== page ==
by Daniel Debelius
October 2, 2019
Mixed in among posts about make-up and slime is a social media stalwart: plants. While they may not have the most followers, plants probably haven’t seen this much attention since the Knights who say Ni requested that second shrubbery. More and more, consumers have taken to showing off their plant collections on Instagram and other platforms, inspiring their followers and spurring viral trends. Not only is social media providing indirect marketing for the $10.7 billion dollar live goods market, but it’s showcasing what consumers like and how they’re using their plants.
Check out a few of the key live goods trends expected to propel the market through 2022.
While uploading a social media snap of your dinner may incite eyerolling, some consumers are sharing not just a meal but the fruits of their labor – literally. More consumers are growing their own food for all the internet to see, with tech-savvy millennials in particular displaying their gardens on online platforms. While filter-friendly photos are a pleasant byproduct of home-grown fruits, vegetables, and herbs, they’re by no means the only (or even main) reason more people have taken to cultivating their own food. Consumers are mainly growing more edible plants in order to:
Cacti and succulents are unique, photogenic, and low-maintenance – making them popular indoor/outdoor greenery options for busy consumers. These live goods can be found everywhere, from miniature indoor desk displays to large outdoor xeriscapes. Consumers and retailers alike are increasingly creative in displaying these plants, often grouping different complementary species together, or growing/replanting them in attractive, non-standard containers.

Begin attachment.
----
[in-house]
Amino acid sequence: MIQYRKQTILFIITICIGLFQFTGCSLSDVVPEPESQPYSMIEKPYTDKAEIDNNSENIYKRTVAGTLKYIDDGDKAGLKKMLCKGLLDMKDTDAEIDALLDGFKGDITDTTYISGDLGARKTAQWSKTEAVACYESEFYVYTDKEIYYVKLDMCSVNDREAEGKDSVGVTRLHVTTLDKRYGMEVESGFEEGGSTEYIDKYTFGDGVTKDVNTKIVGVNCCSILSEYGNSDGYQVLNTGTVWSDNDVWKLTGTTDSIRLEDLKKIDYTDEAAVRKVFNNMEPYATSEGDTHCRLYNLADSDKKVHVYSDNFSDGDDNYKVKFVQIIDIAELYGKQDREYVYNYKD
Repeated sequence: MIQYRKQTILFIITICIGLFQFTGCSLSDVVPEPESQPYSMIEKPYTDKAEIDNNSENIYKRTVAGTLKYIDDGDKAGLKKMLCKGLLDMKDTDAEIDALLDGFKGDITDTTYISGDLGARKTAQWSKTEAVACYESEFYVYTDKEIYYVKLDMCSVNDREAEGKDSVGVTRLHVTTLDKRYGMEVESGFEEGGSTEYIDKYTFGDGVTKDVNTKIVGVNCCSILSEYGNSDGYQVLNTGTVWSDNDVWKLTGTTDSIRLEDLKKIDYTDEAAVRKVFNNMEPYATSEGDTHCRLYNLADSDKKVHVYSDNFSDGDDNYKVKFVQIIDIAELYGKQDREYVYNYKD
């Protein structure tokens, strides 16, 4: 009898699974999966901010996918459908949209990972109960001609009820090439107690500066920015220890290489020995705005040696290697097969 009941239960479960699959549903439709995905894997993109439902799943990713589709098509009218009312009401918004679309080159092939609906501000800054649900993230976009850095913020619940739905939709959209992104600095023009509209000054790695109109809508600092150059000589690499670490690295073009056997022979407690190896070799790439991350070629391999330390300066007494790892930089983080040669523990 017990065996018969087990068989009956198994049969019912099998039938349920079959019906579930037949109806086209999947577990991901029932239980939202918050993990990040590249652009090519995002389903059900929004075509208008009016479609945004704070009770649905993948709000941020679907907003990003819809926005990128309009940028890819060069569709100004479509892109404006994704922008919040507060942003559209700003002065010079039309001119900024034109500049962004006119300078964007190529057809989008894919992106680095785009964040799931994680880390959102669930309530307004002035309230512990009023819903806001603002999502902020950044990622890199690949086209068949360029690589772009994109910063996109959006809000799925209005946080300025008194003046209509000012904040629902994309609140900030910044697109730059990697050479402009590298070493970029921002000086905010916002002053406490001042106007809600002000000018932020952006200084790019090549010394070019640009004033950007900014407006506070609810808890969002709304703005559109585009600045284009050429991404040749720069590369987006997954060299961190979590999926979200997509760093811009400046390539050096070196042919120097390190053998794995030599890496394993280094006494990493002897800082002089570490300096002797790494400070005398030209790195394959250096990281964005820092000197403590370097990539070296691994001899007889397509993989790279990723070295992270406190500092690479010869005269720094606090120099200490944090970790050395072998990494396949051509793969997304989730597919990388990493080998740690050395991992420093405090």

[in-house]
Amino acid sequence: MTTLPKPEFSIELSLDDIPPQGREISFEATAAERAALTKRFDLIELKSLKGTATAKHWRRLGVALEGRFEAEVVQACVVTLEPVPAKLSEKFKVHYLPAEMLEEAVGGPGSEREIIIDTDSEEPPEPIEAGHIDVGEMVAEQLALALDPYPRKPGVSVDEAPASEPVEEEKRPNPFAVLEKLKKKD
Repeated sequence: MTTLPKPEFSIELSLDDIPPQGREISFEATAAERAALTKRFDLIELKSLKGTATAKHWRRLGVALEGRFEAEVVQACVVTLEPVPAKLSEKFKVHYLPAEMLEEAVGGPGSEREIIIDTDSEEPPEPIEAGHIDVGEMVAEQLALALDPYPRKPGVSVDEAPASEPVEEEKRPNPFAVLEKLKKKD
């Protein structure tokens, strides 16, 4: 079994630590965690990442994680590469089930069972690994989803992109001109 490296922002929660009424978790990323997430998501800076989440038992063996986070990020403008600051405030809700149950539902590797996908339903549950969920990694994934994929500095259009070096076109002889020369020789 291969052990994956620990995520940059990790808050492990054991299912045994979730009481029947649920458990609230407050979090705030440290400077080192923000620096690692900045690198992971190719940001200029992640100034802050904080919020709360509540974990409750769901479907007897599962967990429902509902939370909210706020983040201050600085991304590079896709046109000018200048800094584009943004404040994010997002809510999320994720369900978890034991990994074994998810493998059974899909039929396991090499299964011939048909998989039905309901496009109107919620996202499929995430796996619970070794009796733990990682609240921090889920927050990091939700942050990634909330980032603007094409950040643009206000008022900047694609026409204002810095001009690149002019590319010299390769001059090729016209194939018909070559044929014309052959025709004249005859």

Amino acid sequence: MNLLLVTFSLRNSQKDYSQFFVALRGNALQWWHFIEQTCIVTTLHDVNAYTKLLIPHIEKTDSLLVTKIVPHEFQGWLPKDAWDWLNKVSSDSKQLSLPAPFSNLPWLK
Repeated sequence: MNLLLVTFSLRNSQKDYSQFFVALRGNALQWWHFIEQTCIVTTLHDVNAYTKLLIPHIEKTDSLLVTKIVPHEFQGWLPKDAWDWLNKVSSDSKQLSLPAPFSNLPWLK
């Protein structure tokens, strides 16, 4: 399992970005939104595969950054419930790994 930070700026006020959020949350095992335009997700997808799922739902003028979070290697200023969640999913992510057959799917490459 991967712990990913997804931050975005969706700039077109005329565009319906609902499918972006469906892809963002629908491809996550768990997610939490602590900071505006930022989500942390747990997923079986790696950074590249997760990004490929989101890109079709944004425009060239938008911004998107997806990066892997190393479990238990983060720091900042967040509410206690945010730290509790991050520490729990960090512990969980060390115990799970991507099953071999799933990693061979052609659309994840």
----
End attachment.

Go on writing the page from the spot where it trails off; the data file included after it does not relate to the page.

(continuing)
However, there is one unexpected side effect to the rising popularity of these plants: the growing black market for cacti. Cacti are extremely popular with consumers, but they are also slow to grow and native to North and South America. As a result, they are very valuable. Cacti are often stolen from protected areas like national parks and sold on the black market, often fetching prices as high as $100 per foot. To combat this, some hard-hit areas like Saguaro National Park have taken to microchipping the cactus trunks to thwart would-be thieves.
Cacti and succulents are wildly popular, but they’re not the only live goods trends cropping up on social media. Instagram is also a showcase for such garden design trends as:
These and other trends are expected to continue open up sales opportunities for live goods. To learn more about the market for live goods check out The Freedonia Group’s recent industry study, Live Goods: Plants, Trees, and Shrubbery, which offers:
Dan Debelius is an Industry Analyst at The Freedonia Group, where he writes industry studies on the consumer and commercial goods market.
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